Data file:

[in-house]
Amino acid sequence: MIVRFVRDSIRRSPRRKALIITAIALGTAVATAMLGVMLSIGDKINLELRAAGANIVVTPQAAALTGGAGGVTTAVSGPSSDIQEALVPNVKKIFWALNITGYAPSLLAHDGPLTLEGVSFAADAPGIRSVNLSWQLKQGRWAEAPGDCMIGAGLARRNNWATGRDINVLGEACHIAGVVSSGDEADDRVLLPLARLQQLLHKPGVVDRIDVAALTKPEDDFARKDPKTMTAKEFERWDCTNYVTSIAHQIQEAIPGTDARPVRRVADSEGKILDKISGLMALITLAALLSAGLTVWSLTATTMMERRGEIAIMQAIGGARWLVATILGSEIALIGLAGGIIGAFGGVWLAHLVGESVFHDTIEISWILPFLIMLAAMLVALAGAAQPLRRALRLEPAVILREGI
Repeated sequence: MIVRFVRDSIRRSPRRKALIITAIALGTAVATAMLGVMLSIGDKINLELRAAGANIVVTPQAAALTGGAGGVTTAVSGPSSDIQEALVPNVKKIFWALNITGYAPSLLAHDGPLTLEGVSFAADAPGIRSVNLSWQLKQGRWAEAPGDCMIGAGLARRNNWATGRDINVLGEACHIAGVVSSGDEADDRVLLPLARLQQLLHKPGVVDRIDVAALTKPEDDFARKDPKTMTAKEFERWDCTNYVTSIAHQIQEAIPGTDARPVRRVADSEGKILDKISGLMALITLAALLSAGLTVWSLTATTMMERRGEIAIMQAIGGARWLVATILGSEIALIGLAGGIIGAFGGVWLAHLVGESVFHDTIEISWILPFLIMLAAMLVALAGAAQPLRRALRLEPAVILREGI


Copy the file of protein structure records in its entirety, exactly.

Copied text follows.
[in-house]
Amino acid sequence: MIVRFVRDSIRRSPRRKALIITAIALGTAVATAMLGVMLSIGDKINLELRAAGANIVVTPQAAALTGGAGGVTTAVSGPSSDIQEALVPNVKKIFWALNITGYAPSLLAHDGPLTLEGVSFAADAPGIRSVNLSWQLKQGRWAEAPGDCMIGAGLARRNNWATGRDINVLGEACHIAGVVSSGDEADDRVLLPLARLQQLLHKPGVVDRIDVAALTKPEDDFARKDPKTMTAKEFERWDCTNYVTSIAHQIQEAIPGTDARPVRRVADSEGKILDKISGLMALITLAALLSAGLTVWSLTATTMMERRGEIAIMQAIGGARWLVATILGSEIALIGLAGGIIGAFGGVWLAHLVGESVFHDTIEISWILPFLIMLAAMLVALAGAAQPLRRALRLEPAVILREGI
Repeated sequence: MIVRFVRDSIRRSPRRKALIITAIALGTAVATAMLGVMLSIGDKINLELRAAGANIVVTPQAAALTGGAGGVTTAVSGPSSDIQEALVPNVKKIFWALNITGYAPSLLAHDGPLTLEGVSFAADAPGIRSVNLSWQLKQGRWAEAPGDCMIGAGLARRNNWATGRDINVLGEACHIAGVVSSGDEADDRVLLPLARLQQLLHKPGVVDRIDVAALTKPEDDFARKDPKTMTAKEFERWDCTNYVTSIAHQIQEAIPGTDARPVRRVADSEGKILDKISGLMALITLAALLSAGLTVWSLTATTMMERRGEIAIMQAIGGARWLVATILGSEIALIGLAGGIIGAFGGVWLAHLVGESVFHDTIEISWILPFLIMLAAMLVALAGAAQPLRRALRLEPAVILREGI